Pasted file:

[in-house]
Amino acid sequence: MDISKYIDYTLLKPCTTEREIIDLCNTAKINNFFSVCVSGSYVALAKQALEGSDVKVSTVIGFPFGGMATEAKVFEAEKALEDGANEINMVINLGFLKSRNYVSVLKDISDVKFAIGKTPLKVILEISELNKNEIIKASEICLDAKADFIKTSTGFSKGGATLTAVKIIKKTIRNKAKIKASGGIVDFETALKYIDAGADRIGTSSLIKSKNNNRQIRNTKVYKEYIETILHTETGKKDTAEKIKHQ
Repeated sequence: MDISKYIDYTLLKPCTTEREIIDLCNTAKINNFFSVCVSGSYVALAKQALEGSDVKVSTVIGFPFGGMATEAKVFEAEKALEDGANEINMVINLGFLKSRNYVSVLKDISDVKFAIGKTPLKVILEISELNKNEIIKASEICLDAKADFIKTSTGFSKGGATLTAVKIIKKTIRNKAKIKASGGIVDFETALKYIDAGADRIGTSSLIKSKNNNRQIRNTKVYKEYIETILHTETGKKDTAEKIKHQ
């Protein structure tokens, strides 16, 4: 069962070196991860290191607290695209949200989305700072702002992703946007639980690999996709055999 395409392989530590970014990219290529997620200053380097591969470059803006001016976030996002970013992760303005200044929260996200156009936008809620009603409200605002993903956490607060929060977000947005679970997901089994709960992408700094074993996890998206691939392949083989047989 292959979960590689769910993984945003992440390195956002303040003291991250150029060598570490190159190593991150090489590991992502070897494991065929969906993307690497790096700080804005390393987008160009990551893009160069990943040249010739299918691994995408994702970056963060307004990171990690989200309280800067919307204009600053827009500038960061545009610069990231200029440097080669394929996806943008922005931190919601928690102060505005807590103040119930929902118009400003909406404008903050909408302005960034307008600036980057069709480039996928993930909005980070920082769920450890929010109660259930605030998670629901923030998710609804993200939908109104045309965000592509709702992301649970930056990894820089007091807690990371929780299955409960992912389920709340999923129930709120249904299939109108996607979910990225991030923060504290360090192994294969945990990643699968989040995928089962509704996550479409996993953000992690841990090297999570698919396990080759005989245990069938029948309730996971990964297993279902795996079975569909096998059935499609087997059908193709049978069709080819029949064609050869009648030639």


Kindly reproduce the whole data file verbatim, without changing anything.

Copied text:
[in-house]
Amino acid sequence: MDISKYIDYTLLKPCTTEREIIDLCNTAKINNFFSVCVSGSYVALAKQALEGSDVKVSTVIGFPFGGMATEAKVFEAEKALEDGANEINMVINLGFLKSRNYVSVLKDISDVKFAIGKTPLKVILEISELNKNEIIKASEICLDAKADFIKTSTGFSKGGATLTAVKIIKKTIRNKAKIKASGGIVDFETALKYIDAGADRIGTSSLIKSKNNNRQIRNTKVYKEYIETILHTETGKKDTAEKIKHQ
Repeated sequence: MDISKYIDYTLLKPCTTEREIIDLCNTAKINNFFSVCVSGSYVALAKQALEGSDVKVSTVIGFPFGGMATEAKVFEAEKALEDGANEINMVINLGFLKSRNYVSVLKDISDVKFAIGKTPLKVILEISELNKNEIIKASEICLDAKADFIKTSTGFSKGGATLTAVKIIKKTIRNKAKIKASGGIVDFETALKYIDAGADRIGTSSLIKSKNNNRQIRNTKVYKEYIETILHTETGKKDTAEKIKHQ
């Protein structure tokens, strides 16, 4: 069962070196991860290191607290695209949200989305700072702002992703946007639980690999996709055999 395409392989530590970014990219290529997620200053380097591969470059803006001016976030996002970013992760303005200044929260996200156009936008809620009603409200605002993903956490607060929060977000947005679970997901089994709960992408700094074993996890998206691939392949083989047989 292959979960590689769910993984945003992440390195956002303040003291991250150029060598570490190159190593991150090489590991992502070897494991065929969906993307690497790096700080804005390393987008160009990551893009160069990943040249010739299918691994995408994702970056963060307004990171990690989200309280800067919307204009600053827009500038960061545009610069990231200029440097080669394929996806943008922005931190919601928690102060505005807590103040119930929902118009400003909406404008903050909408302005960034307008600036980057069709480039996928993930909005980070920082769920450890929010109660259930605030998670629901923030998710609804993200939908109104045309965000592509709702992301649970930056990894820089007091807690990371929780299955409960992912389920709340999923129930709120249904299939109108996607979910990225991030923060504290360090192994294969945990990643699968989040995928089962509704996550479409996993953000992690841990090297999570698919396990080759005989245990069938029948309730996971990964297993279902795996079975569909096998059935499609087997059908193709049978069709080819029949064609050869009648030639």